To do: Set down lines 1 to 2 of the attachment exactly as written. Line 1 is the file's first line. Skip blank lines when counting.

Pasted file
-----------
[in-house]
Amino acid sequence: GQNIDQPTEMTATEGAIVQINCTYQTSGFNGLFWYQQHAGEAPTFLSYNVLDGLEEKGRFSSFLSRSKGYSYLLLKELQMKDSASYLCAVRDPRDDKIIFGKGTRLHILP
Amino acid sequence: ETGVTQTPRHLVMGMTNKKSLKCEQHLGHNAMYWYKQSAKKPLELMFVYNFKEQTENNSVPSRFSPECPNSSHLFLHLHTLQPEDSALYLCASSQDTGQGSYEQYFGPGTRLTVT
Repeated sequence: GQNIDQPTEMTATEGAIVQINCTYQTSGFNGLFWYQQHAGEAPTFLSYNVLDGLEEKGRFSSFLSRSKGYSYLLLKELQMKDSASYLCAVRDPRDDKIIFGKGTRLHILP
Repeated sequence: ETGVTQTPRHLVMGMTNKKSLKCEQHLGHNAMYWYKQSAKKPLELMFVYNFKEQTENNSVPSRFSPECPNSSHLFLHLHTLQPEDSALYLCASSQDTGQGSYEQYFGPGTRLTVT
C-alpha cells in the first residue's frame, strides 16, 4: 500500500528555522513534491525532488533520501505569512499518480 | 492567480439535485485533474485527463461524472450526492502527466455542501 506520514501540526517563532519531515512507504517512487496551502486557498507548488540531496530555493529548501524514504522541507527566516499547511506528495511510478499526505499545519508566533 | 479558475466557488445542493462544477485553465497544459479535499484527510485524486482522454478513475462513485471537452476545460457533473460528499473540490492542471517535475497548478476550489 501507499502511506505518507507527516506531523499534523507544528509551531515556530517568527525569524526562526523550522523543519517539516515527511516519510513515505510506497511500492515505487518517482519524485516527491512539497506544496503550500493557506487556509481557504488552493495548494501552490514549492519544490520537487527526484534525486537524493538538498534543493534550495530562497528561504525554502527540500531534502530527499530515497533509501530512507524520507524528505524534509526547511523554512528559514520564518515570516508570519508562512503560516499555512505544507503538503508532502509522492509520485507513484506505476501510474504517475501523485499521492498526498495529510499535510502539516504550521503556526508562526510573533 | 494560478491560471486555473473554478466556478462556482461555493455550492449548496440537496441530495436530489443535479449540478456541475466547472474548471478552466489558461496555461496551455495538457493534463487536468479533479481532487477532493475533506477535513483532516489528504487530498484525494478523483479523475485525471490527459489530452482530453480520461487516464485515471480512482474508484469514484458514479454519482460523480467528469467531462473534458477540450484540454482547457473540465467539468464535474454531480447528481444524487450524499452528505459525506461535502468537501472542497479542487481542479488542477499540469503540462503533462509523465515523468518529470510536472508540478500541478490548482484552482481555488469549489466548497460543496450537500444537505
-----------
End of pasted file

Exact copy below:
[in-house]
Amino acid sequence: GQNIDQPTEMTATEGAIVQINCTYQTSGFNGLFWYQQHAGEAPTFLSYNVLDGLEEKGRFSSFLSRSKGYSYLLLKELQMKDSASYLCAVRDPRDDKIIFGKGTRLHILP